Santa gets a makeover in Surrey’s panto

SURREY — If you saw Santa exchanging his stipend of milk and cookies for a kale shake and a handful of almonds, dropping weight until he’s a svelte 110 pounds, it might be cause for alarm. At least that’s what Mrs. Claus thinks in the Fraser Valley Gilbert and Sullivan Society production of Santa Claus: The Panto.

In the tradition of the pantomime, a musical, family-friendly comedy characterized by groan-worthy jokes, cross-dressing actors and very loosely-based on a well-known fairytale, FVGSS is taking the story of Santa and giving it a yuppie, modern twist.

The play, which starts Nov. 26 at the Surrey Arts Centre, stars Luke George Branson as Santa and Croy Jenkins as Mrs. Claus.

“Santa Claus has gone green,” explained Lyn Verra-Lay, one of the show’s producers.

“So, he’s using his iPhone and he’s doing yoga and meditating. The man who’s playing him is about 5’10 and about 110 pounds, so he’s not your traditional Santa. Mrs. Claus is very distraught about this.”

According to the show’s sneak preview, the play deals with Santa’s new low-fat diet, penchant for technology and getting approached by clever coal salesmen who persuade not-so-jolly St. Nick that most kids are more naughty than they are nice.

“There’s a Christy Clark joke in there — it has to do with the naughty and nice list, and we’ll let you guess what Christy Clark is,” Verra-Lay joked.

Political jokes aside, the producer said the plot relies on the magic of Santa and the hilarity of our modern lives.

“Basically throughout, it’s this whole thing about Mrs. Claus trying to get him back to traditional Santa and Santa saying, ‘No, we can still be green and healthy and still have Christmas,’” she said.

“He wants to be hip and with the times, and Mrs. Claus is saying that’s not what people want.”

Coincidentally, as part of FVGSS, Verra-Lay knows something about giving people what they want. The society, which began in Surrey in 1982, put on its first panto in 1986 as a fundraiser for the group’s spring production, but the audience loved it so much that they couldn’t stop there.

“We’ve been doing them ever since (1986) because they were a fundraiser, yes, but they just became a tradition with our audience so we never stopped,” the producer told the Now, noting that its audience has been mainly British ex-pats.

While Santa Claus: The Panto may be all about slapstick arguing between Mr. and Mrs. Claus, Verra-Lay assures “it all culminates in a happy ending."

Santa Claus: The Panto runs until Dec. 7 at the Surrey Arts Centre. The show is on nightly at 7:30 p.m., and at 2:30 p.m. on Nov. 30 and Dec. 6 and 7. Tickets are $27.85 and available online at Tickets.surrey.ca or at the Surrey Arts Centre box office. FVGSS is accepting donations for the Surrey Christmas Bureau during the productions.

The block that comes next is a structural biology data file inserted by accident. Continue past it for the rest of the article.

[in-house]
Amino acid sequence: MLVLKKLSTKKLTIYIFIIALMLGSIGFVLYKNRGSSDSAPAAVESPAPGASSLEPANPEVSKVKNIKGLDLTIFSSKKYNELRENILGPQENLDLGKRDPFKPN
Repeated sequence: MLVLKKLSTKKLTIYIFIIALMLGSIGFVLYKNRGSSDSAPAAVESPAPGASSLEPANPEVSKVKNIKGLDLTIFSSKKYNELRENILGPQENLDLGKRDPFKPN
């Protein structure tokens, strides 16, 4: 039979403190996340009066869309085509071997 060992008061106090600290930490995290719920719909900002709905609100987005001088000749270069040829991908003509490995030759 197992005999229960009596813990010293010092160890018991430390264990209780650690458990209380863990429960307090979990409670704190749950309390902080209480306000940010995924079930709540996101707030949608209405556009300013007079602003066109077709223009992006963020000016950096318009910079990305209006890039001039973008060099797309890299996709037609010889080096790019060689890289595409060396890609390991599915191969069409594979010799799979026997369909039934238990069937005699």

kalexandra@thenownewspaper.com

@kristialexandra

Get local stories you won't find anywhere else right to your inbox.
Sign up here

Just Posted

North Surrey rink to reopen first as part of city’s phased schedule for facilities

Councillor pushes for Surrey’s pools and aquatic centres to reopen this month

Surrey councillors wary of ‘streamlining’ environmental development permits process

Mayor Doug McCallum notes B.C. government only agency that can issue environment permit

Oh baby, what a birthday gift: $2.8M raised to help Surrey boy with rare disease

‘We are very thankful to everybody,’ Aryan Deol’s father says

City buys century-old East Delta church

St. Stephen’s Church to be renovated and restored, used as community services and programming space

White Rock Players Club productions up for CTC Awards

Three productions receive a total of 19 nominations

STANDING TALL: For some, B.C.’s forest industry is the best office in the world

A look at the forest sector in B.C. – and those hoping for the best – amid mill curtailments

Doctor slain in Alberta medical clinic was devoted father, husband

Red Deer doctors on edge after attack on colleague who had two young daughters

Royal B.C. Museum wants B.C.’s COVID-19 nature observations

COVID-19 Collecting For Our Time: ongoing project cataloguing province’s pandemic experience

Feds offer ‘life preserver’ funds to BC Ferries as pandemic sinks revenue

For every dollar the province spends the federal government will match

Bad behaviour at B.C. restaurants ignites campaign calling for respect

“If you can’t follow the rules, then stay home,” says BC Restaurant and Foodservices Association

Over half of Americans oppose Trump tariff on Canadian aluminum: survey

The survey was conducted Aug. 7 to 9 among 1,513 Canadians and 1,003 Americans

‘Huckleberry’ the bear killed after B.C. residents admit to leaving garbage out for videos

North Shore Black Bear Society said it was local residents who created a ‘death sentence’ for bear

Police investigating after insults, expletives yelled at federal minister’s staff

A 90-second video circulating on social media appears to have been shot by the person who was yelling

5 B.C. First Nations call out Canada for ‘discriminatory’ food fish practices

West Coast nations say government ignoring court-won right to chinook and coho

Most Read